The SansAmp, the catalyst for modern amp modeling
In 1989 Andrew Barta started a revolution, that today is a major part of producing the studio and live tones of guitarists and bassist from the pubs to the stadiums, that being direct signal amplifier emulation. Like most ideas that change the world, the major players rejected Andrews sales pitch, so he soldiered on and manufactured the SansAmp himself. Acceptance amongst artists and producers was quick and has been and is still used by a huge array of major acts around the world. These days the innovation of amp simulation is everywhere, even emulation of emulations with SansAmp plug ins.
Firstly I am a huge fan of the SansAmp. I have run PA systems for most of my life and whenever someone turns up with a SansAmp direct unit I know it’s going to be an easy night. In the store I sell a lot of BassDrivers. They are one of those rare products that the customer will continually thank you for the recommendation after finally finding that tone they were looking for.
I was lucky enough to be able to send some questions through to the brains behind this innovation.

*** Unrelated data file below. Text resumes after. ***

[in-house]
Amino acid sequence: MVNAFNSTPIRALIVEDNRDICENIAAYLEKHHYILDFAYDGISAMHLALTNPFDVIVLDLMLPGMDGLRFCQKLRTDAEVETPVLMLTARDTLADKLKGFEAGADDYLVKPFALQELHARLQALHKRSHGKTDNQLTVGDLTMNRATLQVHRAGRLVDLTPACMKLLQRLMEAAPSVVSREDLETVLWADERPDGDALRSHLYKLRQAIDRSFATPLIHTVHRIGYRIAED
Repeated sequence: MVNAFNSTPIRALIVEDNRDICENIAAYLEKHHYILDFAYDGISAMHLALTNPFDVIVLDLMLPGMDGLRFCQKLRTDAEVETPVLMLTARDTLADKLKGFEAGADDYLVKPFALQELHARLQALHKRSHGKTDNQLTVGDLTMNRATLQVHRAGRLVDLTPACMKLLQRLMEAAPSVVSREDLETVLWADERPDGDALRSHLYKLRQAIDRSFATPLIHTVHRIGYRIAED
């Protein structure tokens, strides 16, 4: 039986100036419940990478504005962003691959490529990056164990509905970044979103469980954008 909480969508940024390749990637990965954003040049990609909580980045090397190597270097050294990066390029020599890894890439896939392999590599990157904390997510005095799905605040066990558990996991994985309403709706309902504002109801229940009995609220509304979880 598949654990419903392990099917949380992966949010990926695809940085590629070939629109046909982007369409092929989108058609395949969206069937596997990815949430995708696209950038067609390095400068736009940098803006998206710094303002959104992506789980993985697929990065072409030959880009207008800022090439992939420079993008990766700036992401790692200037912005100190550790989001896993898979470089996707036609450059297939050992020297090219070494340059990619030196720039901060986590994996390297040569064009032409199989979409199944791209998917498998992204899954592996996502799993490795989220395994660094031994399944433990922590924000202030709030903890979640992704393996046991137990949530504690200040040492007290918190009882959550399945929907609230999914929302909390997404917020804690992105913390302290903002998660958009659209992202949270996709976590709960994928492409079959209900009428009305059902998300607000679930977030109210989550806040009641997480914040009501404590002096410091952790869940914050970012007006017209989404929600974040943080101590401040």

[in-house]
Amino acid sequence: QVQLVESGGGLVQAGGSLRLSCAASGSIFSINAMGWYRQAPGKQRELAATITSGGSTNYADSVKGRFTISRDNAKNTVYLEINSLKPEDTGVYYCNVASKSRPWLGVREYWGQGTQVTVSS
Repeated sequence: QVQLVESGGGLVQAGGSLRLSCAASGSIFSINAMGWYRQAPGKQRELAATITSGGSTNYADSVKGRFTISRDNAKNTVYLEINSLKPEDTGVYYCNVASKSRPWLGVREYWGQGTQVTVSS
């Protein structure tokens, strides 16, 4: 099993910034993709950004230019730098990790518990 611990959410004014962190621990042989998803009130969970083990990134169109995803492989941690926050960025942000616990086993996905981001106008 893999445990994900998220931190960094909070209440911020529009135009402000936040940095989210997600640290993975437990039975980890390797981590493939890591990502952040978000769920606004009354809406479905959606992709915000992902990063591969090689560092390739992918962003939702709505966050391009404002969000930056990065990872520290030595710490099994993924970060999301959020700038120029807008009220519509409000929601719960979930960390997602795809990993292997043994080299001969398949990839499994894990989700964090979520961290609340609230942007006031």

As a performing musician, what type of bands were you playing in before and during the development of the SansAmp?
Mostly rock bands --cover as well as several original bands. They were mainstream, melodic and hard rock, and some early AC/DC, which was one of my inspirations for guitar tone. I also played with a country band for a short time when I first came to the US.
What was the inspiration to start the development of the SansAmp?
I wanted to find a simple way to record in the studio, get consistent sound and portability. When I was living in Hungary, I couldn't afford a Marshall, so I developed a distortion circuit I could use with the amp I had. Later on I decided to try and build a pedal with the whole signal chain that included all stages of amplification.
How did you go about presenting the SansAmp to the major companies and what were the reasons you were given for rejection? How did you react/respond?